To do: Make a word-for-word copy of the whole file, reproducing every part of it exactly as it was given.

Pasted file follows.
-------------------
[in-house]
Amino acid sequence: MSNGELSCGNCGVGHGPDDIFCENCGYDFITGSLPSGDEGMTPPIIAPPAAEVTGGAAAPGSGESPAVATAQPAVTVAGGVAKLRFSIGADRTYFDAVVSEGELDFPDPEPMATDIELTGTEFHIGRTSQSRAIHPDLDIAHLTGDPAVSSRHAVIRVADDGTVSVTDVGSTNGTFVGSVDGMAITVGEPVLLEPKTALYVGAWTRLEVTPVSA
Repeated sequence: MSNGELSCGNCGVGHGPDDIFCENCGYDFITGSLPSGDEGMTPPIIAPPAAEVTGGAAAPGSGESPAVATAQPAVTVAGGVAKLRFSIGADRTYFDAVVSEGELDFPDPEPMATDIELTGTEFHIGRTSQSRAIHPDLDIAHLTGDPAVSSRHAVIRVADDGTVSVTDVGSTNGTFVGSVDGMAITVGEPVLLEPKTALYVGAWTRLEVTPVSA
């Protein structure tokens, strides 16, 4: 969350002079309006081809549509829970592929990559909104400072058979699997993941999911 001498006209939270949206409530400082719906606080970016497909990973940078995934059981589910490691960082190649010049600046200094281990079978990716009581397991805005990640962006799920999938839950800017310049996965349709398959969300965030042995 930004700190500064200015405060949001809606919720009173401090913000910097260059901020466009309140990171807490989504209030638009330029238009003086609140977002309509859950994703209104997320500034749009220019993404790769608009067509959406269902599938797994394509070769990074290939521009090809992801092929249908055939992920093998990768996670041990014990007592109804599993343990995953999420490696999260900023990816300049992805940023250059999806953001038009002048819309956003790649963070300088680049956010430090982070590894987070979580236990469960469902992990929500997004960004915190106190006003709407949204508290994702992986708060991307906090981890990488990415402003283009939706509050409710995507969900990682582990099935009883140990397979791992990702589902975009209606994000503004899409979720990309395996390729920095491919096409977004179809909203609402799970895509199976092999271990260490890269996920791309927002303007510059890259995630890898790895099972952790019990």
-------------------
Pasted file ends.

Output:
[in-house]
Amino acid sequence: MSNGELSCGNCGVGHGPDDIFCENCGYDFITGSLPSGDEGMTPPIIAPPAAEVTGGAAAPGSGESPAVATAQPAVTVAGGVAKLRFSIGADRTYFDAVVSEGELDFPDPEPMATDIELTGTEFHIGRTSQSRAIHPDLDIAHLTGDPAVSSRHAVIRVADDGTVSVTDVGSTNGTFVGSVDGMAITVGEPVLLEPKTALYVGAWTRLEVTPVSA
Repeated sequence: MSNGELSCGNCGVGHGPDDIFCENCGYDFITGSLPSGDEGMTPPIIAPPAAEVTGGAAAPGSGESPAVATAQPAVTVAGGVAKLRFSIGADRTYFDAVVSEGELDFPDPEPMATDIELTGTEFHIGRTSQSRAIHPDLDIAHLTGDPAVSSRHAVIRVADDGTVSVTDVGSTNGTFVGSVDGMAITVGEPVLLEPKTALYVGAWTRLEVTPVSA
């Protein structure tokens, strides 16, 4: 969350002079309006081809549509829970592929990559909104400072058979699997993941999911 001498006209939270949206409530400082719906606080970016497909990973940078995934059981589910490691960082190649010049600046200094281990079978990716009581397991805005990640962006799920999938839950800017310049996965349709398959969300965030042995 930004700190500064200015405060949001809606919720009173401090913000910097260059901020466009309140990171807490989504209030638009330029238009003086609140977002309509859950994703209104997320500034749009220019993404790769608009067509959406269902599938797994394509070769990074290939521009090809992801092929249908055939992920093998990768996670041990014990007592109804599993343990995953999420490696999260900023990816300049992805940023250059999806953001038009002048819309956003790649963070300088680049956010430090982070590894987070979580236990469960469902992990929500997004960004915190106190006003709407949204508290994702992986708060991307906090981890990488990415402003283009939706509050409710995507969900990682582990099935009883140990397979791992990702589902975009209606994000503004899409979720990309395996390729920095491919096409977004179809909203609402799970895509199976092999271990260490890269996920791309927002303007510059890259995630890898790895099972952790019990």